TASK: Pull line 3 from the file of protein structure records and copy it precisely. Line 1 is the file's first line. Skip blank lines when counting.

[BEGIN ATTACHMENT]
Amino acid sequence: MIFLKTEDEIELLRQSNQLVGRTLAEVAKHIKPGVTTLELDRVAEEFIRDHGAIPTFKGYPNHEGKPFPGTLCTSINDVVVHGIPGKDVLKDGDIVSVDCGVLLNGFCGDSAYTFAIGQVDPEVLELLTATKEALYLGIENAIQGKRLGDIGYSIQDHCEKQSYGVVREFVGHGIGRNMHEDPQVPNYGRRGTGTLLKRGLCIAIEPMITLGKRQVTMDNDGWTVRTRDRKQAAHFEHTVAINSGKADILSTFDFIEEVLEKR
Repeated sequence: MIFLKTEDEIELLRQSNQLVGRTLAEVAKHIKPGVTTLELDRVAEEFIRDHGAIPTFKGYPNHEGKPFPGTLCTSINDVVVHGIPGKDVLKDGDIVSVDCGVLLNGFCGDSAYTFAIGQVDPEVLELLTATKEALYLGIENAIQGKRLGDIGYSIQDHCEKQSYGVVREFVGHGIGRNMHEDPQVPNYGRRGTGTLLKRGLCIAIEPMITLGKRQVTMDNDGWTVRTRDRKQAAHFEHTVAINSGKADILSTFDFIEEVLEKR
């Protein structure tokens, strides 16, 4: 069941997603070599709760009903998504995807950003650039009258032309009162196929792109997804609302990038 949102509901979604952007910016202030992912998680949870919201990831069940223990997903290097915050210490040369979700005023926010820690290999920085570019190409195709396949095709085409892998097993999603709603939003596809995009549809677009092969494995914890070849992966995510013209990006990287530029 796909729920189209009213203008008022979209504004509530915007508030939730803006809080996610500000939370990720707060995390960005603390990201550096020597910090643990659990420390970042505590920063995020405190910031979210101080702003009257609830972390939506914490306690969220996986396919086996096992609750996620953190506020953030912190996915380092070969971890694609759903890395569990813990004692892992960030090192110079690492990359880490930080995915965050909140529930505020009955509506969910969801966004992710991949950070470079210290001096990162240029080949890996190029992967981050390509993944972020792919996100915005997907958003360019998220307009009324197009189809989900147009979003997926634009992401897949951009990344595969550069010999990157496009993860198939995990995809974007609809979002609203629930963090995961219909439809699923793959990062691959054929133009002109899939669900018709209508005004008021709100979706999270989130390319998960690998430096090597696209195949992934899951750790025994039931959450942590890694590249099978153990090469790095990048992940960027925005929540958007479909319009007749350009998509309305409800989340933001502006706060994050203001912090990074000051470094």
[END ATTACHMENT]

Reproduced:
């Protein structure tokens, strides 16, 4: 069941997603070599709760009903998504995807950003650039009258032309009162196929792109997804609302990038 949102509901979604952007910016202030992912998680949870919201990831069940223990997903290097915050210490040369979700005023926010820690290999920085570019190409195709396949095709085409892998097993999603709603939003596809995009549809677009092969494995914890070849992966995510013209990006990287530029 796909729920189209009213203008008022979209504004509530915007508030939730803006809080996610500000939370990720707060995390960005603390990201550096020597910090643990659990420390970042505590920063995020405190910031979210101080702003009257609830972390939506914490306690969220996986396919086996096992609750996620953190506020953030912190996915380092070969971890694609759903890395569990813990004692892992960030090192110079690492990359880490930080995915965050909140529930505020009955509506969910969801966004992710991949950070470079210290001096990162240029080949890996190029992967981050390509993944972020792919996100915005997907958003360019998220307009009324197009189809989900147009979003997926634009992401897949951009990344595969550069010999990157496009993860198939995990995809974007609809979002609203629930963090995961219909439809699923793959990062691959054929133009002109899939669900018709209508005004008021709100979706999270989130390319998960690998430096090597696209195949992934899951750790025994039931959450942590890694590249099978153990090469790095990048992940960027925005929540958007479909319009007749350009998509309305409800989340933001502006706060994050203001912090990074000051470094």